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Title: THE SPECTRUM OF ISOTROPIC DIFFUSE GAMMA-RAY EMISSION BETWEEN 100 MeV AND 820 GeV

The γ-ray sky can be decomposed into individually detected sources, diffuse emission attributed to the interactions of Galactic cosmic rays with gas and radiation fields, and a residual all-sky emission component commonly called the isotropic diffuse γ-ray background (IGRB). The IGRB comprises all extragalactic emissions too faint or too diffuse to be resolved in a given survey, as well as any residual Galactic foregrounds that are approximately isotropic. The first IGRB measurement with the Large Area Telescope (LAT) on board the Fermi Gamma-ray Space Telescope (Fermi) used 10 months of sky-survey data and considered an energy range between 200 MeV and 100 GeV. Improvements in event selection and characterization of cosmic-ray backgrounds, better understanding of the diffuse Galactic emission (DGE), and a longer data accumulation of 50 months allow for a refinement and extension of the IGRB measurement with the LAT, now covering the energy range from 100 MeV to 820 GeV. The IGRB spectrum shows a significant high-energy cutoff feature and can be well described over nearly four decades in energy by a power law with exponential cutoff having a spectral index of 2.32 ± 0.02 and a break energy of (279 ± 52) GeV using our baseline DGE model. The total intensity attributed to the IGRBmore » is (7.2 ± 0.6) × 10{sup –6} cm{sup –2} s{sup –1} sr{sup –1} above 100 MeV, with an additional +15%/–30% systematic uncertainty due to the Galactic diffuse foregrounds.« less
Authors:
;  [1] ;  [2] ; ; ; ; ;  [3] ;  [4] ; ;  [5] ;  [6] ;  [7] ; ;  [8] ;  [9] ;  [10] ;  [11] ;  [12] ;  [13] more »; « less
  1. Deutsches Elektronen Synchrotron DESY, D-15738 Zeuthen (Germany)
  2. Department of Physics and Astronomy, Clemson University, Kinard Lab of Physics, Clemson, SC 29634-0978 (United States)
  3. W. W. Hansen Experimental Physics Laboratory, Kavli Institute for Particle Astrophysics and Cosmology, Department of Physics and SLAC National Accelerator Laboratory, Stanford University, Stanford, CA 94305 (United States)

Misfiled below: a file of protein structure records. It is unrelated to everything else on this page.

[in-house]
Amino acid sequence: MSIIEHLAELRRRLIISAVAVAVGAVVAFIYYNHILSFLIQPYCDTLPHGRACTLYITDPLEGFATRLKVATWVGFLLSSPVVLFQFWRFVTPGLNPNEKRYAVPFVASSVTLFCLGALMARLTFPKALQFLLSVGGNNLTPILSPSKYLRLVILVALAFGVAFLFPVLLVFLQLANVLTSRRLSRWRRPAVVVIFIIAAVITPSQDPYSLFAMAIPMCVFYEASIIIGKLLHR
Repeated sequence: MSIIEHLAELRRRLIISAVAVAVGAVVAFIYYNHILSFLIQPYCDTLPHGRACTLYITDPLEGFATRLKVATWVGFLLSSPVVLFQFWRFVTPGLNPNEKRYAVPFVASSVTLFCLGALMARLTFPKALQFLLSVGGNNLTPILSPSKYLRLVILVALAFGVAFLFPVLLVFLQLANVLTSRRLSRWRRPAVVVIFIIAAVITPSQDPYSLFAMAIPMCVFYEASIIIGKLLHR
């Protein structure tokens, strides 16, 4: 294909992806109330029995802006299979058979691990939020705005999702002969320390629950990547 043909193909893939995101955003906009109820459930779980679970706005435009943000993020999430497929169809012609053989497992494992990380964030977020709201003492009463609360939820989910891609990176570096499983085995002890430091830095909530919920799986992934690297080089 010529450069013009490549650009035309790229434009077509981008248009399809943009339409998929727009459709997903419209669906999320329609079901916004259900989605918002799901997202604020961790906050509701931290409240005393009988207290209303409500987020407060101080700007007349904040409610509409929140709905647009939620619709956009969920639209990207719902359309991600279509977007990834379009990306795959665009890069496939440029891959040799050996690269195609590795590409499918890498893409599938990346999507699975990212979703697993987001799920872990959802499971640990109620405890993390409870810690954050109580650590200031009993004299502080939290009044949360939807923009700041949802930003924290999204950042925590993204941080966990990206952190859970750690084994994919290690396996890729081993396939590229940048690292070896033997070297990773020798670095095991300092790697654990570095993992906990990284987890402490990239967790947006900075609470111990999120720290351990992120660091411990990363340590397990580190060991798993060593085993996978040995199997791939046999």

4. Santa Cruz Institute for Particle Physics, Department of Physics and Department of Astronomy and Astrophysics, University of California at Santa Cruz, Santa Cruz, CA 95064 (United States)
  5. Istituto Nazionale di Fisica Nucleare, Sezione di Pisa, I-56127 Pisa (Italy)
  6. Laboratoire AIM, CEA-IRFU/CNRS/Université Paris Diderot, Service d'Astrophysique, CEA Saclay, F-91191 Gif sur Yvette (France)
  7. Istituto Nazionale di Fisica Nucleare, Sezione di Trieste, I-34127 Trieste (Italy)
  8. Istituto Nazionale di Fisica Nucleare, Sezione di Padova, I-35131 Padova (Italy)
  9. Kavli Institute for Cosmological Physics, University of Chicago, Chicago, IL 60637 (United States)
  10. Istituto Nazionale di Fisica Nucleare, Sezione di Trieste, and Università di Trieste, I-34127 Trieste (Italy)
  11. NASA Goddard Space Flight Center, Greenbelt, MD 20771 (United States)
  12. Laboratoire Univers et Particules de Montpellier, Université Montpellier 2, CNRS/IN2P3, F-34095 Montpellier (France)
  13. Laboratoire Leprince-Ringuet, École Polytechnique, CNRS/IN2P3, F-91128 Palaiseau (France)
Publication Date:
OSTI Identifier:
22364446
Resource Type:
Journal Article
Resource Relation:
Journal Name: Astrophysical Journal; Journal Volume: 799; Journal Issue: 1; Other Information: Country of input: International Atomic Energy Agency (IAEA)
Country of Publication:
United States
Language:
English
Subject:
79 ASTROPHYSICS, COSMOLOGY AND ASTRONOMY; APPROXIMATIONS; COSMIC GAMMA SOURCES; GAMMA RADIATION; GEV RANGE; INDEXES; MEV RANGE; MILKY WAY; PHOTON EMISSION; SPACE; TELESCOPES